The problem construction process takes as input the business case and outputs different possible modelling approaches.

It is useful to keep the following in mind:

  • Learning difficulty: in the real world, target variables are not given: they are constructed. Look for a setup that makes simple models work significantly better than random/constant models.
  • Data to concept match: setup the model such that the data is as close as possible to the concept you want to model.
  • Selection bias: construct ground truth data / labels carefully to avoid skewing the model.

Lesson 4: Latency matters

When evaluating a model, there are tradeoffs to be made between performance and latency: the paper shows that a 30% increase in latency leads to 0.5% conversion rate loss.

Possible way to minimize latency are:

  • Scaling models horizontally as much as possible to deal with large traffic.
  • Using models that are as sparse as possible.
  • Caching features to avoid recomputations.

Lesson 5: Monitoring for fast iteration with incomplete data

Monitoring the quality of a model in production is not as easy as it sounds.

Most of the times, feedback is:

  • Incomplete: true labels cannot always be observed. Example: adversarial spaces.
  • Delayed: true labels are sometimes observed many days after. Example: predicting if a user reviews a given hotel or not.

Still, we want to evaluate models online as fast as possible. It is clear that label dependent metrics are not always the best solutions.

A quick and easy way is to plot the predictions' distribution. This can be a simple heuristic to immediately tell if a model is breaking bad.

For example, if a model cannot assign different scores to different classes, it does not have much predictive power.

Lesson 6: Experiment design sophistication has good ROI

Booking is well known for their experimental architecture. See: [2] and [3].

In the paper, they show how to isolate the causal effect of a specific modelling choice to investigate business metrics.

Selective triggering

In a standard experiment, the population is divided into control and treatment groups, all subjects in the treatment group are exposed to the change, and all subjects in the control group are exposed to no change.

However, in many cases, not all subjects are eligible to be triggered, and the eligibility criteria are unknown at assignment time.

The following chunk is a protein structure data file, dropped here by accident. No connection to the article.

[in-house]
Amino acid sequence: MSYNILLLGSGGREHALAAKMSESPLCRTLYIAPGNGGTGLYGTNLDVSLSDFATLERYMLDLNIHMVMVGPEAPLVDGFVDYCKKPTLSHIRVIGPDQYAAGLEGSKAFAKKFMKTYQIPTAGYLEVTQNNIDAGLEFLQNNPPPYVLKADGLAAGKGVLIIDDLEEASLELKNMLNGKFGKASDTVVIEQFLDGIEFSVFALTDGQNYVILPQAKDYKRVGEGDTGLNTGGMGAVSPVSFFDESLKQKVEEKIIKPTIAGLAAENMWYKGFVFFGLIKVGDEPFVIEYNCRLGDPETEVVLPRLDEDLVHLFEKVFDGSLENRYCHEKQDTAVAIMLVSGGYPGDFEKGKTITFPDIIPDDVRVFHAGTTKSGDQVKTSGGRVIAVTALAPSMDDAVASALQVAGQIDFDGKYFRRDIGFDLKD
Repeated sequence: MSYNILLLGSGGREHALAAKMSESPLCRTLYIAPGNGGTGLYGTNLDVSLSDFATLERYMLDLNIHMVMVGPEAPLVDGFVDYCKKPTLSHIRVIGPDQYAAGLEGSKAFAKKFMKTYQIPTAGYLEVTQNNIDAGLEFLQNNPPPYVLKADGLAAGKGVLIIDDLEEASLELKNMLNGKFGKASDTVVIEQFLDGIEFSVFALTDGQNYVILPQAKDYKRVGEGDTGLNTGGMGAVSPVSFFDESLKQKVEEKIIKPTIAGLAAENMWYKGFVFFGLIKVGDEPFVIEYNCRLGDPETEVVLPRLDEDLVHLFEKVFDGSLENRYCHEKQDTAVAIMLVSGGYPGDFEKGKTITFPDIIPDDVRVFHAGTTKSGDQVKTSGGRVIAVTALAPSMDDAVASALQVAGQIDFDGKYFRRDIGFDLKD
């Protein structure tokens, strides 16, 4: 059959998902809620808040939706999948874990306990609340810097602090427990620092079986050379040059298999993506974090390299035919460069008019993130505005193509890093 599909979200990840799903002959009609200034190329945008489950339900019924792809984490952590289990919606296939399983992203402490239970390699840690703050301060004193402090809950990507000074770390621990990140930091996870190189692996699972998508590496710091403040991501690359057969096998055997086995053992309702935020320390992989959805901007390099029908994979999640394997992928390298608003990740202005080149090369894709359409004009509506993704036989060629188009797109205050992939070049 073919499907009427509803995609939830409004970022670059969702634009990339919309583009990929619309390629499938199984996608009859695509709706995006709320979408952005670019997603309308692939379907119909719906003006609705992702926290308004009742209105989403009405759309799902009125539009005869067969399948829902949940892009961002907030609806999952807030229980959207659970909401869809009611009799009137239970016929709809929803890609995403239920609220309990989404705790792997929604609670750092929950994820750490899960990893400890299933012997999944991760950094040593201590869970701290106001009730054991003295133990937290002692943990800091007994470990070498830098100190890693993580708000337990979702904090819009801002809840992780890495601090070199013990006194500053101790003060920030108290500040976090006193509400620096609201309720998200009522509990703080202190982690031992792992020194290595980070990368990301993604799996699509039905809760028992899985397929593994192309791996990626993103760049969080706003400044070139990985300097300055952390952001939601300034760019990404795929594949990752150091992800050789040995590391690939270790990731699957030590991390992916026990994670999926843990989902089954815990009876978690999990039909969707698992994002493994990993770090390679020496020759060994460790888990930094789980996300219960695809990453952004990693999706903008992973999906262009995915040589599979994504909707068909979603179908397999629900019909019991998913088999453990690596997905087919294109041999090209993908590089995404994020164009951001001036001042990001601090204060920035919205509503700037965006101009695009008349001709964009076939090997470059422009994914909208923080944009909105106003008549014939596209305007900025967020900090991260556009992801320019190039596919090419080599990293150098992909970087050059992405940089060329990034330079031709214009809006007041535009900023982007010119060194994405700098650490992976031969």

To deal with this situation, only the triggered subjects in both groups are analyzed.

This is quite a simple reasoning but often overlooked!

Model-output dependent triggering

It is often the case that the triggering criteria depends on the model output. (Unknown when you set up the experiment!)

In such cases, some users are not exposed to any treatment: the observed effect is diluted.

The setup for model output dependent triggering requires an experiment with 3 groups:

  1. Control group C is exposed to no change at all.
  2. Treatment group T1 invokes the model and check the triggering criteria, only triggered users are exposes to the change.
  3. Treatment group T2 invokes the model, but users are not exposed to any change regardless of the output.

Then, statistical analysis is conducted only on triggered subjects from both T1 and T2.

Comparing models

When comparing treatments based on models which improve on one another, there are often high correlations.

In this case, the triggering condition is "models disagree".

Again, three groups are needed:

  1. Control group C is using the baseline/current model.
  2. Treatment group T1 invokes model A.
  3. Treatment group T2 invokes model B.

Closing thoughts

This week article is a bit on the lengthier side. Let me know if you like this format or prefer shorter emails :)!

Also, would you like to see more technical content?

Feel free to reach out directly to me on LinkedIn with your feedback!


  1. 150 Successful Machine Learning Models: 6 Lessons Learned at
  2. Democratizing online controlled experiments at
  3. Democratizing online controlled experiment at [video]